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The Jeffersonian cyclopedia;

a comprehensive collection of the views of Thomas Jefferson classified and arranged in alphabetical order under nine thousand titles relating to government, politics, law, education, political economy, finance, science, art, literature, religious freedom, morals, etc.;

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2616. ENGLAND, Commerce with.—[continued].
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2616. ENGLAND, Commerce with.—[continued].

If we can obtain from
Great Britain reasonable conditions of commerce
(which, in my idea, must forever include
an admission into her [West India] islands), the freest ground between these two
nations would seem to be the best. But if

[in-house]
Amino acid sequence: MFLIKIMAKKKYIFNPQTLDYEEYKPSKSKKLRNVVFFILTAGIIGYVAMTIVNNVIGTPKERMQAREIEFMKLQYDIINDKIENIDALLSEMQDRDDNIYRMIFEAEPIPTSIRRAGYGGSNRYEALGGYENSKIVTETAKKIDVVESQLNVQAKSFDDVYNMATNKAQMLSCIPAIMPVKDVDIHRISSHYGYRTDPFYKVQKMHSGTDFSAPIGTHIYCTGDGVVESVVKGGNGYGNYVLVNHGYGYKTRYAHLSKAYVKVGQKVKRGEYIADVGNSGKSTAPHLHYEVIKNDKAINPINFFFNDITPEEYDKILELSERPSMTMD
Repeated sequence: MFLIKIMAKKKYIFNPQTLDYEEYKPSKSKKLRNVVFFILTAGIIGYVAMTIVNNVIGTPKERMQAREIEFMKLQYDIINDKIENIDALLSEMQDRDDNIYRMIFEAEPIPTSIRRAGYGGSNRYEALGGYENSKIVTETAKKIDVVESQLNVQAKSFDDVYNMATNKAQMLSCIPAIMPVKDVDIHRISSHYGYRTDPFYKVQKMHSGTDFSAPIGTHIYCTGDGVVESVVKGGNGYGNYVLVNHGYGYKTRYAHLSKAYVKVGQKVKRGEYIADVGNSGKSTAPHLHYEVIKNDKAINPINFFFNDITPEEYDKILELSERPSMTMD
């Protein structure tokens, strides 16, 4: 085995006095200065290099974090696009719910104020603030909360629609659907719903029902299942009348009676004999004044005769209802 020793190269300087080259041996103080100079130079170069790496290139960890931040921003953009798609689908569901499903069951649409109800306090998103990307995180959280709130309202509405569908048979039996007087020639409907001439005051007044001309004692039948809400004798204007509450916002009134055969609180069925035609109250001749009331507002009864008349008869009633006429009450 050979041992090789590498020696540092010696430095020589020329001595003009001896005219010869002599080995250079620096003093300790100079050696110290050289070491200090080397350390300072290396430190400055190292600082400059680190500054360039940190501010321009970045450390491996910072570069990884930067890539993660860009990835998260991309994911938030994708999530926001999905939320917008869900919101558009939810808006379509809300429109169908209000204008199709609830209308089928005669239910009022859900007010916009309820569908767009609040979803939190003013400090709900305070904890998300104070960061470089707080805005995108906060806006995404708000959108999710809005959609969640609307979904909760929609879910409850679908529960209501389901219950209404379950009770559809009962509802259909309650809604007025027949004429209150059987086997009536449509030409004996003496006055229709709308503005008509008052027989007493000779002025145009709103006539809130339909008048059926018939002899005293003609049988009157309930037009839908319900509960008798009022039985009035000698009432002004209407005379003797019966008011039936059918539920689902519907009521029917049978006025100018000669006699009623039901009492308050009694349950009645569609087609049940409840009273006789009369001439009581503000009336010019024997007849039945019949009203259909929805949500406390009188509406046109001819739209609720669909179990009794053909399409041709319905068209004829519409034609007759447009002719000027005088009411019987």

we can obtain no equal terms from her, perhaps
Congress might think it prudent, as Holland
has done, to connect us unequivocally
with France. Holland has purchased the protection
of France. The price she pays, is aid
in time of war.
It is interesting for us to purchase
a free commerce with the French islands.
But whether it is best to pay for it
by aids in war, or by privileges in commerce,
or not to purchase it at all,
is the question.—
Report to Congress. Washington ed. ix, 244. Ford ed., iv, 130.
(P. 1785)